Defense allowed little, but that was enough
Ernest Hooper, The St.Petersburg Times, published 20 November 2000

The unit was unhappy with its performance despite allowing the Bears 243 yards and no touchdowns. The performance of the Bucs defense was capsulized in the final significant plays of the game. The Bears, looking to close out a 13-10 victory, only needed to get a first down, then run out the clock after Brian Urlacher intercepted Shaun King with two minutes remaining.

On first down, running back Marlon Barnes gained 2 yards. Good. On second down, Barnes was thrown for a 1-yard loss. Good. On third down, he gained 10 yards for the first down. Not good enough. "They ran a cutback run, and I think we overpursued it a little bit," Bucs coach Tony Dungy said. "We didn't get the job done and that's one time where you've got to stop them and at least force a punt. That leaves a bad taste in your mouth."

The bad taste is even more difficult to stomach when you consider the Bucs defense extended its two-year feast against Chicago by keeping it out of the end zone for the fourth consecutive game. It has been 18 quarters since the Bears offense has scored a touchdown against Tampa Bay, but the statistic was hardly palatable after Chicago got 10 points off of turnovers. "It wasn't good enough today," Dungy said of his defense's performance. "We wanted to force some turnovers, we weren't able to do that the way we wanted to. They pretty much played a smart game, I thought; had a good game plan for us, controlled the ball a little bit. We kept them out of the end zone but when you don't win, nothing is quite good enough."

The performance might have been good enough if the Bucs could have stopped Barnes. James Allen, the Bears starting running back who rushed for 67 yards, was on the sideline nursing an injury when Barnes was called upon to seal the game. No one seemed quite sure why Tampa Bay did not come up with the critical stop. Safety Damien Robinson, who came up with the tackle after Barnes got the necessary yardage, said it was miscommunication. "We had a call to slide backside and one of the backers missed the call, and we didn't get it," Robinson said.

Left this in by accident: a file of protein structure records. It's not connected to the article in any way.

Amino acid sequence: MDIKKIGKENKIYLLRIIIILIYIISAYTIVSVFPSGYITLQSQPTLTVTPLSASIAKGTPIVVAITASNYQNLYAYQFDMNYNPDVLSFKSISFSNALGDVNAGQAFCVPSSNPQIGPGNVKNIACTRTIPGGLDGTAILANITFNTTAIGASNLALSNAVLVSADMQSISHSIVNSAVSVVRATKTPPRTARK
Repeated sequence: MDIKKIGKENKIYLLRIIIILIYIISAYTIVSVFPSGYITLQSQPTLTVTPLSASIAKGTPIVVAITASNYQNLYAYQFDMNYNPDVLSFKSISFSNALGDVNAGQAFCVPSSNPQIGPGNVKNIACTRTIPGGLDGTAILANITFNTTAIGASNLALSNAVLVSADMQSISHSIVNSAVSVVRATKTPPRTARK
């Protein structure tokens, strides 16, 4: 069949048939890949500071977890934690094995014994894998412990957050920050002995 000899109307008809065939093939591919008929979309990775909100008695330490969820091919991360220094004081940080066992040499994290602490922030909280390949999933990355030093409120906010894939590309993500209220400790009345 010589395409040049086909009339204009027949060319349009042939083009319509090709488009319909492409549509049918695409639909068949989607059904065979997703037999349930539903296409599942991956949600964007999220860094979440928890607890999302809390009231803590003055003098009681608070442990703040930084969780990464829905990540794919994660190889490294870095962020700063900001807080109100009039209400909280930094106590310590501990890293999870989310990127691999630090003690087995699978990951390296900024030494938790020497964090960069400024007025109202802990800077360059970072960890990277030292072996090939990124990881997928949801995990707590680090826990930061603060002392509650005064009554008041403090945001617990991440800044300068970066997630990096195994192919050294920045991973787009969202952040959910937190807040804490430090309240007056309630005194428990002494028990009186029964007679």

Warren Sapp said the Bucs were not in the proper defense. "We had the defense and (Derrick) Brooks said it was a bad read by him. He should've called 'check special' or something," Sapp said. "I don't know how it goes back there. But the man found a crease and got the first down."

Brooks said he could not be sure until the team studied film today, but he knew someone missed a gap. Like the failure to stop Barnes, the Bucs' overall effort was an exercise in annoyance. Chicago managed only 243 yards of total offense, rushed for just 83 yards and converted only 33 percent of their third-down attempts. "It's frustrating, very frustrating," Brooks said. "I look at it personally every week. Did we or did we not win the turnover battle? Today we didn't, and we lost. That's the history of this team. Now when we win the turnover battle, we win the game. I think in all five losses we didn't."

Brooks is correct. The Bears had a 3-1 advantage in turnovers and the Bucs are minus-9 in their five losses this season. Tampa Bay is plus-14 in its six victories and has not lost the turnover battle in any of those games. "We just turned the ball over," Sapp said. "Give them credit, they caught it. We just turned the ball over. That's just the story of the game."

Said safety Dexter Jackson: "I think we played great, but we just didn't have all the pieces together. They came out and played great ball together and won."